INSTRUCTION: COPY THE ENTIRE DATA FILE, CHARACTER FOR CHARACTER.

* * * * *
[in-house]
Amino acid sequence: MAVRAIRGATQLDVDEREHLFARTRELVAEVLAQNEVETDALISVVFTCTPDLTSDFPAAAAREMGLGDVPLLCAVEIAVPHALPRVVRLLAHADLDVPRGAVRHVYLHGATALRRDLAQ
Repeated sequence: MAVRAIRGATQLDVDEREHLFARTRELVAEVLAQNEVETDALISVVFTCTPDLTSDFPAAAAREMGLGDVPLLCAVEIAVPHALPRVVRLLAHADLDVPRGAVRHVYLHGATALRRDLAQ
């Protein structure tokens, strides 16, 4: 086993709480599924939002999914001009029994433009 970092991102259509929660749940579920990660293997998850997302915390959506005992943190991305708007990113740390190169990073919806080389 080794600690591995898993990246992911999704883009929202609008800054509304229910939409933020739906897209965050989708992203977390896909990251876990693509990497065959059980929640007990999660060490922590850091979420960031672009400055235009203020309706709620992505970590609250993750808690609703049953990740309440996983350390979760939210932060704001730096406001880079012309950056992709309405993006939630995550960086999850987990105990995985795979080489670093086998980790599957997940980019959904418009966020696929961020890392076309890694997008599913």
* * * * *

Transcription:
[in-house]
Amino acid sequence: MAVRAIRGATQLDVDEREHLFARTRELVAEVLAQNEVETDALISVVFTCTPDLTSDFPAAAAREMGLGDVPLLCAVEIAVPHALPRVVRLLAHADLDVPRGAVRHVYLHGATALRRDLAQ
Repeated sequence: MAVRAIRGATQLDVDEREHLFARTRELVAEVLAQNEVETDALISVVFTCTPDLTSDFPAAAAREMGLGDVPLLCAVEIAVPHALPRVVRLLAHADLDVPRGAVRHVYLHGATALRRDLAQ
């Protein structure tokens, strides 16, 4: 086993709480599924939002999914001009029994433009 970092991102259509929660749940579920990660293997998850997302915390959506005992943190991305708007990113740390190169990073919806080389 080794600690591995898993990246992911999704883009929202609008800054509304229910939409933020739906897209965050989708992203977390896909990251876990693509990497065959059980929640007990999660060490922590850091979420960031672009400055235009203020309706709620992505970590609250993750808690609703049953990740309440996983350390979760939210932060704001730096406001880079012309950056992709309405993006939630995550960086999850987990105990995985795979080489670093086998980790599957997940980019959904418009966020696929961020890392076309890694997008599913």